March 1, 2016
This is the ninth blog post in our series California’s Property Tax: Where Does Your Money Go?. Though our posts to date have described how the property tax decisions of the mid-1970s influence property taxes today, this post explores an exception. Specifically, in the mid-1990s, the state temporarily allowed Santa Cruz County enterprise districts’ property tax revenue to be redirected to a supplemental fund supporting the county library system.
Some Special Districts Charge Fees. As we discussed in a previous post, special districts provide a variety of services to their residents. Generally, special districts fall into two categories: enterprise districts and non-enterprise districts. Enterprise districts operate similarly to a business, charging customers for their services, like water. Non-enterprise districts provide more general benefits to the community, like parks. Both types of special districts can receive property tax revenue.
Some Special Districts Received State Aid After the Passage of Proposition 13. Proposition 13 (1978) reduced local governments’ property tax revenue and directed the state to allocate the property tax revenue from the new 1 percent rate among local governments. In response, the state directed county auditors to determine local governments’ shares of the property tax based on the property tax rates the local governments levied prior to Proposition 13. Because special districts generally did not levy high property tax rates—compared to other local governments in their counties—many special districts received small shares of the 1 percent rate after Proposition 13. To help special districts with the revenue loss, the state created the Special District Augmentation Fund (SDAF) to support special districts.
State Directed Enterprise Districts To Rely on Fees. Though the state created SDAF to provide revenue to special districts after Proposition 13, the state determined that enterprise districts could charge fees to cover their revenue losses. In particular, the state intended that enterprise districts “rely on user fees and charges for raising revenue due to the lack of the availability of property tax revenues after the 1978-79 fiscal year” (Senate Bill 154: Chapter 292, Statutes of 1978). Furthermore, the law creating SDAF directed enterprise districts to shift to user fees and charges—rather than property tax revenues—in the year following the passage of Proposition 13.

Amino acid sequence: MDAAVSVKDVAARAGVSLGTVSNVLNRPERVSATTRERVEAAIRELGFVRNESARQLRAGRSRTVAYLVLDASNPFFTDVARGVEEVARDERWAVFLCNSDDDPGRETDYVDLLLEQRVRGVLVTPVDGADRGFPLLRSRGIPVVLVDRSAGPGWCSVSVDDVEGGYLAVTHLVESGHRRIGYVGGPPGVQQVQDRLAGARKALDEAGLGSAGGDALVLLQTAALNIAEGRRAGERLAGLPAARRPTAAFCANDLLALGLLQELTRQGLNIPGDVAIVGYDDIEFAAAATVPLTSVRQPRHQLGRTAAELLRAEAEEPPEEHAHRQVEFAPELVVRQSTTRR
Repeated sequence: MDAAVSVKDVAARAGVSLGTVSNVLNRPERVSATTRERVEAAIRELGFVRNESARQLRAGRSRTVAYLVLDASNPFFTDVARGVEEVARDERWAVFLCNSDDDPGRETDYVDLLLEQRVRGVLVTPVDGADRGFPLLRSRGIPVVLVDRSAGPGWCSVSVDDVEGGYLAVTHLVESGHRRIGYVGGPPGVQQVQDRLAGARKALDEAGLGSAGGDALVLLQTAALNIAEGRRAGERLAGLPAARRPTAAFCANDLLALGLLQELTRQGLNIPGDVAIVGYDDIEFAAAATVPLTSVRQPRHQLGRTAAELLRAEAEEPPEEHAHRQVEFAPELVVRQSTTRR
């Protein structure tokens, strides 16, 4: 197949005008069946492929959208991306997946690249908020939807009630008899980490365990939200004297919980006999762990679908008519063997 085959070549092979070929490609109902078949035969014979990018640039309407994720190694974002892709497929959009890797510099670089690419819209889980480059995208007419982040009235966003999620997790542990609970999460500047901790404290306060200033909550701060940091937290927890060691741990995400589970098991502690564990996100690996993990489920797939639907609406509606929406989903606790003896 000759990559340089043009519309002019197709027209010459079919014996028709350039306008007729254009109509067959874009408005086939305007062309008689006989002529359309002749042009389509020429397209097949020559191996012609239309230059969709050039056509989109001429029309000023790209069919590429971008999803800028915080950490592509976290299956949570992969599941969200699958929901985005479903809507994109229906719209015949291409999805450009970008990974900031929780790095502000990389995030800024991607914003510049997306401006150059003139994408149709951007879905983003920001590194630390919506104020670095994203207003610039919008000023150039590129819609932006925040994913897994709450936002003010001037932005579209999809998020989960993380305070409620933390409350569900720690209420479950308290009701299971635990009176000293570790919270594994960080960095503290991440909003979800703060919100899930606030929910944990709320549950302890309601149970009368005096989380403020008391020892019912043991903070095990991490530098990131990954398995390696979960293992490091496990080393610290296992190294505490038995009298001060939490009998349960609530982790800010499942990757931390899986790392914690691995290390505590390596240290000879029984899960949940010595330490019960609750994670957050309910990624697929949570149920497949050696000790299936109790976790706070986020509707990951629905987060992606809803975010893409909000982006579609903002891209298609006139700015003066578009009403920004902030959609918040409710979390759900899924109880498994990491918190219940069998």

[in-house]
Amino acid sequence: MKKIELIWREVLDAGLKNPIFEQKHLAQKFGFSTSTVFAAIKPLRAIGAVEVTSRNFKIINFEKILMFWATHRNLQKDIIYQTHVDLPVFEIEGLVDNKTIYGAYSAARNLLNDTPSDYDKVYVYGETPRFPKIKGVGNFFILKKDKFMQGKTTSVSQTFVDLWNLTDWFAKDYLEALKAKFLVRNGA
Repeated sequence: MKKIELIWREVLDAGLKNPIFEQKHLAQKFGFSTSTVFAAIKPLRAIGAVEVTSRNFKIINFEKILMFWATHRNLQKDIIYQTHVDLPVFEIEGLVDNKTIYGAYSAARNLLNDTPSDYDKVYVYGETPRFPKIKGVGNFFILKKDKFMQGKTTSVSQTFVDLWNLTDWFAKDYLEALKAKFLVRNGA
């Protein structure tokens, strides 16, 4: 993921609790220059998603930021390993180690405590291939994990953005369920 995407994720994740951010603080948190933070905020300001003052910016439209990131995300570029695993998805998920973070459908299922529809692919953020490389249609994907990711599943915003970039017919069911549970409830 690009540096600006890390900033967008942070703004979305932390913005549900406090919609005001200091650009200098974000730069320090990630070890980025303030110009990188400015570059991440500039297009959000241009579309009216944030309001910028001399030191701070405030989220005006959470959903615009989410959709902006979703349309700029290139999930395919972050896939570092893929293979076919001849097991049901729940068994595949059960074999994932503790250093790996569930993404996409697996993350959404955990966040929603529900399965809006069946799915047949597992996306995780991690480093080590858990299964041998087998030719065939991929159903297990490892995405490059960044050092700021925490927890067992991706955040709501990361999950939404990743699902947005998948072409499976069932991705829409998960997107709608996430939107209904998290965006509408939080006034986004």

State Later Eliminated SDAF Due to Budget Shortfall. Due to state budget shortfalls in the mid-1990s, the state eliminated the fund in 1993-94. At the same time, the state shifted a share of county, city, and special district property taxes to schools. This shift reduced county, city, and special district property tax revenues and increased property tax revenues for schools. The state shifted these property tax revenues to schools to reduce state funding requirements.
Santa Cruz County Public Libraries Faced Revenue Shortfall Due to Elimination of State Support. Elimination of the SDAF cut Santa Cruz County public library revenue by roughly one-third. Absent alternative new revenues, county libraries stated that all of their branches, with the exception of the Central Library, would close. At the time, the libraries could not raise sufficient new revenue to compensate for the loss. Similarly, Santa Cruz County and its cities stated they did not have the resources to provide additional funding to the library due to their recent property tax reduction.
State Allowed Redirection of Property Taxes To Support Library System. In response to the Santa Cruz County libraries' revenue loss, the state directed the county auditor to allocate the enterprise districts’ property tax revenue to a supplemental fund in 1994 legislation (Chapters 1025 and 1167, Statutes of 1994). This legislation allowed the county board of supervisors to allocate the revenue in the fund to the libraries. A report by the county administrator found that “the public is best served by ending a tax subsidy to enterprise districts” and recommended shifting the majority of the revenue in the supplemental fund to the libraries (Report on the Distribution of the Santa Cruz County Special Allocation Fund, 1993).
Santa Cruz County Libraries’ Case a Rare Example. Santa Cruz County supervisors retained the ability to shift property tax from enterprise districts to the libraries until 1996-97. As a result, enterprise districts in Santa Cruz County may have raised their fees during this period, charging more to customers for services like water. Giving the county greater control over its property taxes, however, allowed the board of supervisors to address a deficiency in services in the county. While enterprise districts could raise additional revenue through higher fees, the libraries did not have a suitable alternative source of funding. Since the passage of Proposition 13, very rarely have local governments been granted this authority over the property tax.
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